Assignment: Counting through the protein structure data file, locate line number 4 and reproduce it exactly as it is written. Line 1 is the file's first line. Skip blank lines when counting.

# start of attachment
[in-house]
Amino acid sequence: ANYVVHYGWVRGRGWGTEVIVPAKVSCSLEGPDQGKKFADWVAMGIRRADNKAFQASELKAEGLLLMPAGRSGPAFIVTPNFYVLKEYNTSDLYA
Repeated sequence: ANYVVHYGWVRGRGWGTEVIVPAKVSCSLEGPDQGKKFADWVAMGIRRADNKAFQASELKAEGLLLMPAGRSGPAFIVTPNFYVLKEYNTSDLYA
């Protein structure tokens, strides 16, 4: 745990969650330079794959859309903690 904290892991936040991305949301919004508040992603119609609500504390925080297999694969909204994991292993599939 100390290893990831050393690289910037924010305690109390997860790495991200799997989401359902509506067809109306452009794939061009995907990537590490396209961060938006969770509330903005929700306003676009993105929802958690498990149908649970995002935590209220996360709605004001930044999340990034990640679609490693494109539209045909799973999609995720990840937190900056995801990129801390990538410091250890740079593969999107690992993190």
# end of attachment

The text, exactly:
């Protein structure tokens, strides 16, 4: 745990969650330079794959859309903690 904290892991936040991305949301919004508040992603119609609500504390925080297999694969909204994991292993599939 100390290893990831050393690289910037924010305690109390997860790495991200799997989401359902509506067809109306452009794939061009995907990537590490396209961060938006969770509330903005929700306003676009993105929802958690498990149908649970995002935590209220996360709605004001930044999340990034990640679609490693494109539209045909799973999609995720990840937190900056995801990129801390990538410091250890740079593969999107690992993190």